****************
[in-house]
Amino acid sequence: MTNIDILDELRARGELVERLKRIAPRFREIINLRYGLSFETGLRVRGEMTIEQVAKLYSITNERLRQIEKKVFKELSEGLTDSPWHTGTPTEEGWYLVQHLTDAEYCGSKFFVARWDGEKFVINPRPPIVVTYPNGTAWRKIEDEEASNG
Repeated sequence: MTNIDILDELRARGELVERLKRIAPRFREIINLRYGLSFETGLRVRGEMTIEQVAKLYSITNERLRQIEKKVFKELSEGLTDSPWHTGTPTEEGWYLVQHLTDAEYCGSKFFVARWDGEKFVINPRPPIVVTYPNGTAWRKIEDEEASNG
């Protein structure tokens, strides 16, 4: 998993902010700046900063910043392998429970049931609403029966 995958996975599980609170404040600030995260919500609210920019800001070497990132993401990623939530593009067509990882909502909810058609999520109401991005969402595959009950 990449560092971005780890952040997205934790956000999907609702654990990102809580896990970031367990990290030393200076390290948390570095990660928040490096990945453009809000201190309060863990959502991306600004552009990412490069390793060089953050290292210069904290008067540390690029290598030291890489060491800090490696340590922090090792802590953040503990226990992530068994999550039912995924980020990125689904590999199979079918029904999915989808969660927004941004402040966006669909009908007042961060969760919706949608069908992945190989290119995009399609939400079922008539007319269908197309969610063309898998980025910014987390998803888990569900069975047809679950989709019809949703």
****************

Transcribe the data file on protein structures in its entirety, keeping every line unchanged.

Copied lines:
[in-house]
Amino acid sequence: MTNIDILDELRARGELVERLKRIAPRFREIINLRYGLSFETGLRVRGEMTIEQVAKLYSITNERLRQIEKKVFKELSEGLTDSPWHTGTPTEEGWYLVQHLTDAEYCGSKFFVARWDGEKFVINPRPPIVVTYPNGTAWRKIEDEEASNG
Repeated sequence: MTNIDILDELRARGELVERLKRIAPRFREIINLRYGLSFETGLRVRGEMTIEQVAKLYSITNERLRQIEKKVFKELSEGLTDSPWHTGTPTEEGWYLVQHLTDAEYCGSKFFVARWDGEKFVINPRPPIVVTYPNGTAWRKIEDEEASNG
């Protein structure tokens, strides 16, 4: 998993902010700046900063910043392998429970049931609403029966 995958996975599980609170404040600030995260919500609210920019800001070497990132993401990623939530593009067509990882909502909810058609999520109401991005969402595959009950 990449560092971005780890952040997205934790956000999907609702654990990102809580896990970031367990990290030393200076390290948390570095990660928040490096990945453009809000201190309060863990959502991306600004552009990412490069390793060089953050290292210069904290008067540390690029290598030291890489060491800090490696340590922090090792802590953040503990226990992530068994999550039912995924980020990125689904590999199979079918029904999915989808969660927004941004402040966006669909009908007042961060969760919706949608069908992945190989290119995009399609939400079922008539007319269908197309969610063309898998980025910014987390998803888990569900069975047809679950989709019809949703």